Then, I planted ‘Zephrine Drouhin’ next to ‘Cl. Pinkie’ along the same wall. So pretty. You can grow ‘Zephirine Drouhin,’ a Bourbon, as a shrub or a climber. I think I’ll keep this one as a larger shrub.

The roses I replaced were Grandma’s Blessing Easy Elegance®, Sweet Fragrance Easy Elegance® and one other I can’t remember. The first two I was given to try, but they just didn’t work well in my garden. C’est la vie.

'Grandma's Yellow' rose

When I was at a local nursery, I also bought two ‘Grandma’s Yellow Rose,’ formerly known as ‘Nacogdoches.’ Roses are frequently renamed if the original name doesn’t catch the buying public’s eye and wallet. This rose was a foundling in Texas and originally named after the county where it was found.

Conard-Pyle Company sent me two shrubs of R. ‘Meikanaro’ Sunshine Daydream to try this spring. I’m excited because it is supposed to be another disease-resistant yellow rose. One of my daughters has a passion for yellow anything, and I’ll think of her when these roses bloom. Shiny healthy leaves are fleshing out the strong canes, and we shall see.

R. 'Darcey Bussell,' a David Austin which performs really well in my garden, up against the house where it doesn't get too cold.

As for me, my love is a red, red rose, and when I found my prince, I didn’t expect him to make the cottage rose-covered for me. I did that myself with his blessing. That’s what great marriages and friendships do. They provide the framework of our dreams.

Merely sleeping

A garden long ago.

One spring, forty years ago, a young girl toddled after her grandmother in the small yard behind her grandmother’s white-frame house. The girl was five with plain, brown hair cut into a bob, and cat’s-eye glasses perched upon her nose. She wore black, patent, Mary Jane shoes which pinched her feet and a dress sewn by her mother out of cotton, made soft by many washings. Her grandmother shortened her long strides for the girl to follow. She grabbed a hoe and made a short furrow in the dark earth. The girl bent over and dropped gray and white, striped seeds into the valley made by the hoe.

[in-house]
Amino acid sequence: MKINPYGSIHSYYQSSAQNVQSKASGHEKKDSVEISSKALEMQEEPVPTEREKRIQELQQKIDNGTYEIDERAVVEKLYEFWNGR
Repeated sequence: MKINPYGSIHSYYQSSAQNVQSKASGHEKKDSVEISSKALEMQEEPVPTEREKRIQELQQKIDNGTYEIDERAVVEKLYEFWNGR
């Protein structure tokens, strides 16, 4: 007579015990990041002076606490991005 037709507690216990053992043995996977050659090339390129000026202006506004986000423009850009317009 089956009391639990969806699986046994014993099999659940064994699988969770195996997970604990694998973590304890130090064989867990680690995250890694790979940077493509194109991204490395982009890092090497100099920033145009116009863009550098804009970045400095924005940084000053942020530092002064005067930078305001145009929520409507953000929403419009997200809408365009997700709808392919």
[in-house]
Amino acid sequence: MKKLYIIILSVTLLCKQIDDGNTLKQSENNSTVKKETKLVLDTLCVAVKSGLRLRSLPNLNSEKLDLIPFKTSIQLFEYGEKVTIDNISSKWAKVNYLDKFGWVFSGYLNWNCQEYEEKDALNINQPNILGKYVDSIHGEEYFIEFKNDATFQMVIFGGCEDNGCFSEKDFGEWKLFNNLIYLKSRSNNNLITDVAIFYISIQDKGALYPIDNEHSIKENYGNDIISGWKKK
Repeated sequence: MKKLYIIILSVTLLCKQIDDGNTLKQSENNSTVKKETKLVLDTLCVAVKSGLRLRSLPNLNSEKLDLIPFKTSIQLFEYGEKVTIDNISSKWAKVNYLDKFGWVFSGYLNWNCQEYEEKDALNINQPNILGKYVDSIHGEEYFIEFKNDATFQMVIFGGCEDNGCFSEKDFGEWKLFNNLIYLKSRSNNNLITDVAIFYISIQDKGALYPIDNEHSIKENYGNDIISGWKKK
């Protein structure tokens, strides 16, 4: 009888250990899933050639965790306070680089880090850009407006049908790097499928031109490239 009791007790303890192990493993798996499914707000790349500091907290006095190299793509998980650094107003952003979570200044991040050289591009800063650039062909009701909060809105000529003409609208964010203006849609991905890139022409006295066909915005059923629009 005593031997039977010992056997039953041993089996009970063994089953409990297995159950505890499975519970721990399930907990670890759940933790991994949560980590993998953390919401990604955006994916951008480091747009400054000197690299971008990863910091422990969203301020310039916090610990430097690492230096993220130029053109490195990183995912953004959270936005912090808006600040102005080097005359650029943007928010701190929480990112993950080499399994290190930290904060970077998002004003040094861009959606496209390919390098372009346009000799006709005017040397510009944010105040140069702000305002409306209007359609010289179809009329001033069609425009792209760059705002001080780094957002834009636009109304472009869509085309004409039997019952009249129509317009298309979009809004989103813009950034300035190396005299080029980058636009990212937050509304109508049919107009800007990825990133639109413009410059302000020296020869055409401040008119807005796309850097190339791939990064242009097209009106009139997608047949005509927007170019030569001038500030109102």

The earth was damp with dew and black from all of the compost and manure lavished upon it. It hummed with life.

Of course, the little girl didn’t know all these things then.  She just knew she wanted to be near her grandmother. Smelling of soap and starch and home, her grandmother knelt next to her and showed her how to cover the seeds, pat the soil, and put them “to bed.”

Thanks to the National Sunflower Association

The girl laughed and said  she didn’t think the seeds were sleeping. Her grandmother professed the seeds were just like Sleeping Beauty. They needed water just like Beauty needed her prince, to wake them when it was time. So, she handed a blue, plastic watering can to the girl who sprinkled the earth where the seeds lay.

The little girl’s parents came to pick her up, and, because they lived far away, it was summer before the girl returned. Still, she remembered the seeds, and she wondered if they had woken from their slumber. She tugged on her grandmother’s hand. As her grandmother bent her dark head for a hug and kiss, the little girl whispered in her ear, “Are they still sleeping?”